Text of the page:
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The terms descriptivism and prescriptivism get thrown around a lot, and it seems most everyone says one of the words with a sort of dripping scorn that wouldn’t be out of place on the word “Communist” in the Army-McCarthy hearings. For many people, the difference between the two is black and white: one is the right philosophy and the other the wrong one. One improves language and the other ruins it.

There are a precious few who are able to avoid this facile good-vs-evil characterization, but they are a minority. I think many of you readers fall into this category, although I can’t say I always live up to your example myself.

The problem’s only exacerbated by the fact that even those who haven’t genericized these terms don’t necessarily agree on their boundaries. For some descriptivists, anyone who corrects any error is a prescriptivist. For some prescriptivists, updating a dictionary is descriptivist madness.

Many prescriptivists seem to use the word descriptivist as a term of generic revulsion, as though its definition were little more than “someone who disagrees with me”. (Similar to the genericization of fascist in 60s-era political discourse, socialist in contemporary political discourse, or hipster in my own discourse.) And descriptivists do the same to prescriptivist. Again, I’m as guilty of this as anyone.

So I felt like trying my hand at laying out what I think of as the division between descriptivists and prescriptivists, and why one can (and in fact ought to be) a little of both. Let me start off with a pithy summary of the debate between descriptivism and prescriptivism: is grammar something to be learned or something to be taught?

Descriptivism, in brief, is looking at what people say in a language and building up grammar rules from that. Prescriptivism, again in brief, is having a series of rules to tell you what should and should not be said. The difference in opinion between descriptivists and prescriptivists is often referred to as a “war”. I’m reluctant to say that’s overblown, because the gap between the two philosophies really exists and really is wide. But it’s based on a critical misconception: namely, that descriptivism and prescriptivism weigh in on the same matters.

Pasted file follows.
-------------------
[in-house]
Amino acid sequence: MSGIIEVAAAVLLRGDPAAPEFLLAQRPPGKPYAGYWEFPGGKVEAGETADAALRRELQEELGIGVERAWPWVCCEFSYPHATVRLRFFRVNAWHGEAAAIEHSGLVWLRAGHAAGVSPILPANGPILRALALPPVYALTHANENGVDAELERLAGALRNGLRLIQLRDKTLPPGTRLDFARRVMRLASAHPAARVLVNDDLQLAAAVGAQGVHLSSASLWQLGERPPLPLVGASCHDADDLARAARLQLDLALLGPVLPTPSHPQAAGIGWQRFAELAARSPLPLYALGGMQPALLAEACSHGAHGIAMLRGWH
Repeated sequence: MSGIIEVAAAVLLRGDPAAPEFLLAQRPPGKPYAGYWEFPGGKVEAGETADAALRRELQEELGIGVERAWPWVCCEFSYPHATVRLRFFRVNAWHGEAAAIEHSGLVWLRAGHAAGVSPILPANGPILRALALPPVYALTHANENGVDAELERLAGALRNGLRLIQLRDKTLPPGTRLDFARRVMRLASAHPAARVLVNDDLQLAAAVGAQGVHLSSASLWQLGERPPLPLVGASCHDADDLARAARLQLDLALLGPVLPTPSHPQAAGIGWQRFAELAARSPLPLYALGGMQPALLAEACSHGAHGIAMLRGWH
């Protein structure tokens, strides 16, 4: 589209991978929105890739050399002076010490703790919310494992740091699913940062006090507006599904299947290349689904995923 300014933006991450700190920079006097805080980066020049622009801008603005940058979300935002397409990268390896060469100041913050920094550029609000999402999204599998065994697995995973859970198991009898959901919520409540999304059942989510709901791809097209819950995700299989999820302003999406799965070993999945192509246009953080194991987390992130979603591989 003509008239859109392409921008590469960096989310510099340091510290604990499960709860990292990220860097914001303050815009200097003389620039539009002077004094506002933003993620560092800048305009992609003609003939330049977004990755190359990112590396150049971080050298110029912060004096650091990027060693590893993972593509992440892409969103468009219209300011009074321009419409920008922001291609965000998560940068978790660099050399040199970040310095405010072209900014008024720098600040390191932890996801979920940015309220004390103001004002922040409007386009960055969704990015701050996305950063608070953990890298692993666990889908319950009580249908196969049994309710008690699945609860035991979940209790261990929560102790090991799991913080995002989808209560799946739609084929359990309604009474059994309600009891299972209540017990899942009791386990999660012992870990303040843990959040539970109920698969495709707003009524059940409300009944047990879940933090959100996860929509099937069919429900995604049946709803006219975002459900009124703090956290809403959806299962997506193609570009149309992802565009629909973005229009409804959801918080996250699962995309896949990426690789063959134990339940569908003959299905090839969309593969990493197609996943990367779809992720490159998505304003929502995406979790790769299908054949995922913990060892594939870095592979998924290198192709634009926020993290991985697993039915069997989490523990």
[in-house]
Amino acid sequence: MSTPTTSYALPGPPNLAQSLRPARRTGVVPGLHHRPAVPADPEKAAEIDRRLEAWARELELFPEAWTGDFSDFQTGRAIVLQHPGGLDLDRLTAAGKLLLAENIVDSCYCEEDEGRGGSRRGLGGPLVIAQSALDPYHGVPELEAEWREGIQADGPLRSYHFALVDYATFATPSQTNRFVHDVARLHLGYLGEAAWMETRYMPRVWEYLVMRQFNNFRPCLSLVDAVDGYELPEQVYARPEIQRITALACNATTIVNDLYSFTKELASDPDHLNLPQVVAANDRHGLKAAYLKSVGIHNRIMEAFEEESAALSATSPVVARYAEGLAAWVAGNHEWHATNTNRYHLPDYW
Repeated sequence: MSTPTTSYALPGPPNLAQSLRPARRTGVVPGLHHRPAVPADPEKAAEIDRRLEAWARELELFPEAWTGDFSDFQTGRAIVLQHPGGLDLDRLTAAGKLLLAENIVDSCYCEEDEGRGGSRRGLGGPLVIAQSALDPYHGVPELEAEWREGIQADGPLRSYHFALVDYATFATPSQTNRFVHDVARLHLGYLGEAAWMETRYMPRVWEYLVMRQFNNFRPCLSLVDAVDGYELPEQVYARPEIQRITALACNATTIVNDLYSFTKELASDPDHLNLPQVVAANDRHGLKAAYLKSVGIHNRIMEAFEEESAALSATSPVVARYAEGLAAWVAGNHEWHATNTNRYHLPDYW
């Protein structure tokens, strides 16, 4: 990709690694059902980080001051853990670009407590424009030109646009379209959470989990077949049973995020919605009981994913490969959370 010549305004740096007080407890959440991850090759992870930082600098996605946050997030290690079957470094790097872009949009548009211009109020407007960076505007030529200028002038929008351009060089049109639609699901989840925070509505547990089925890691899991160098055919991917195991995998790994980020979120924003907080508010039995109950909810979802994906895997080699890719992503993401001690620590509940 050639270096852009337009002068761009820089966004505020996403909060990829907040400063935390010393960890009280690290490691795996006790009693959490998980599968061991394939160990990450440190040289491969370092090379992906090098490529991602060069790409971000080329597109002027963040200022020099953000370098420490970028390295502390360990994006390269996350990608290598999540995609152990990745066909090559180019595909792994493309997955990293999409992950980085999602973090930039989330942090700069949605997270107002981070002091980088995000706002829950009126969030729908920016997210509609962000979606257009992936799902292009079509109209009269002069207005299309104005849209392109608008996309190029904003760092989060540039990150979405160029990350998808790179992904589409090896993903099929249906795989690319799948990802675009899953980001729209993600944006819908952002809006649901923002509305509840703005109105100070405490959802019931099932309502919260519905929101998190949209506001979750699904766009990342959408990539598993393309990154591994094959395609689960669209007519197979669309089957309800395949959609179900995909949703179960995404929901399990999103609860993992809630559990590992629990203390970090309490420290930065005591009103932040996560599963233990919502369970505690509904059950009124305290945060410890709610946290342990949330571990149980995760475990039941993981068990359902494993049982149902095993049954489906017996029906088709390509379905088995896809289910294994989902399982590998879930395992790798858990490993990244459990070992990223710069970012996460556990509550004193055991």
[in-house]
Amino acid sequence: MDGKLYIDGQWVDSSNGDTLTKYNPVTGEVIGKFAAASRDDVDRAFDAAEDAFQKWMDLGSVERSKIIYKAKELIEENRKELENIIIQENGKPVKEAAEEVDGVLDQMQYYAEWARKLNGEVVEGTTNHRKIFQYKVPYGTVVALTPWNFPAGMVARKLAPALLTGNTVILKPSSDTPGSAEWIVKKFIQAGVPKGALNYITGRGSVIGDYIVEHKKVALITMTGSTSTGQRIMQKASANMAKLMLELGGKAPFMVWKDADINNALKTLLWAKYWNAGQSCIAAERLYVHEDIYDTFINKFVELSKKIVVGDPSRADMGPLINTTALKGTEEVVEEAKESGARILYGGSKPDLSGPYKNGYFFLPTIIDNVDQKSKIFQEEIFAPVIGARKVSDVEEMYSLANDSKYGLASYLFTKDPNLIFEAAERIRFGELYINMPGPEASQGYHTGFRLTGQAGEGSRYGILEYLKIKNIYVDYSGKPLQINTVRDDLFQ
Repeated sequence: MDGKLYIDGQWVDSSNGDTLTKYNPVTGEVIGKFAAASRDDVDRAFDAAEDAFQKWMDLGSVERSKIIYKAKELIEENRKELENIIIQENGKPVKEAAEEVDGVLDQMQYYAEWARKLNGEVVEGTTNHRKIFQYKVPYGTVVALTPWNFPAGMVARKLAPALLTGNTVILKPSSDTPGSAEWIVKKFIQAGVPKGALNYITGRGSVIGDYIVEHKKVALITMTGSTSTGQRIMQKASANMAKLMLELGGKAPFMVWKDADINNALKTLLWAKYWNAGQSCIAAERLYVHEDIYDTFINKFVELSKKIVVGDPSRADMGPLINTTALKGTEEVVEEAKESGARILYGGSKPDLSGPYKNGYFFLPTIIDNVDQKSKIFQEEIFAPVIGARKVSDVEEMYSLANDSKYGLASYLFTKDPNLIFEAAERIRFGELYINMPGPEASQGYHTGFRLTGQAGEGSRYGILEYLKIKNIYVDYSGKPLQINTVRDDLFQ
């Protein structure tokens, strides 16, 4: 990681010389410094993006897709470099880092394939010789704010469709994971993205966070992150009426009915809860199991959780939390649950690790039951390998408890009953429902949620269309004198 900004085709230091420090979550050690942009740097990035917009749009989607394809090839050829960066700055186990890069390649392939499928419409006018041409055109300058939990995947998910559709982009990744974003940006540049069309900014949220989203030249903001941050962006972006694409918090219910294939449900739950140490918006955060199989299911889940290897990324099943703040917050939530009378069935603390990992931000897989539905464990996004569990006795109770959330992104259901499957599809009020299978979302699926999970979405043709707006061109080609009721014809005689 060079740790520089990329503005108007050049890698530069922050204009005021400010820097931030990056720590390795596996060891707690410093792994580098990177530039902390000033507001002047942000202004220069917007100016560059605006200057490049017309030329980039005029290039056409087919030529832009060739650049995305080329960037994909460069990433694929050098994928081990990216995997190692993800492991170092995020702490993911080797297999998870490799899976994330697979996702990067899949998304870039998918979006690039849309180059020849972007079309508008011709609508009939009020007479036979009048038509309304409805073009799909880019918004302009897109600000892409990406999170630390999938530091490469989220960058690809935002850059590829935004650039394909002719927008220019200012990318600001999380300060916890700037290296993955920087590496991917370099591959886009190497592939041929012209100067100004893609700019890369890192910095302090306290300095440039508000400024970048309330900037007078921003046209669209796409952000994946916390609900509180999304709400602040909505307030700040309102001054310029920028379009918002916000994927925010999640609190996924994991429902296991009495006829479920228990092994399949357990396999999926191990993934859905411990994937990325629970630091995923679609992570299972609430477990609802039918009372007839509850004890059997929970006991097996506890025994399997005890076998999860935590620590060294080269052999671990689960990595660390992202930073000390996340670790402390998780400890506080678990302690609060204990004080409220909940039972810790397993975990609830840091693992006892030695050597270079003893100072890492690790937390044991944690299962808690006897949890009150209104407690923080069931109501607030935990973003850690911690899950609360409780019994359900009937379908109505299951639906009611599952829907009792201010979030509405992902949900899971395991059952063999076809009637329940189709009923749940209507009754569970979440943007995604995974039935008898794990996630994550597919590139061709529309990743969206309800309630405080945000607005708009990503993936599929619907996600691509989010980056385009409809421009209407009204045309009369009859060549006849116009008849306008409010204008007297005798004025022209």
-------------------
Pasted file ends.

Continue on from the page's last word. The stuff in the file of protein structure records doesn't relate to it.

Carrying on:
They shouldn’t. A descriptivist philosophy is nothing more than saying that we need to be aware of the full range of allowable utterances in a language before we commit to its analysis. Descriptivism looks at what can possibly be said in a language. It’s at this level, for instance, that we can say that English is a Subject-Verb-Object word order language and not a Subject-Object-Verb language (like, say, Korean or Aymara), because virtually no one says I ball caught. This rule exists without explicit prescription.

A prescriptivist philosophy says that certain possible utterances are better than others. This sort of judgment may be based on aesthetics, clarity, prestige, or any other consideration. Here is where one can say that passive sentences should be avoided or that epic is gravely overused. But note that these rulings, unlike the descriptivist ones, do not determine validity of a sentence. Instead, these rulings tell what is a good usage, as opposed to a merely acceptable one. This is the critical difference between the -isms.

One can — and I believe must — be both a descriptivist and a prescriptivist in order to be a halfway decent language user. Descriptive knowledge lists your linguistic options, and prescriptive knowledge helps you decide between them. The trouble is that people have trouble keeping the two separate. Prescriptions mutate from “X is worse than Y” to “X is invalid” (see, for instance, Stan Carey’s posts on “not a word”). Some committed descriptivists overreach as well, arguing for a pure descriptivist viewpoint that treats all utterances as equally valid. (However, this seems a much rarer stance than overprescription.)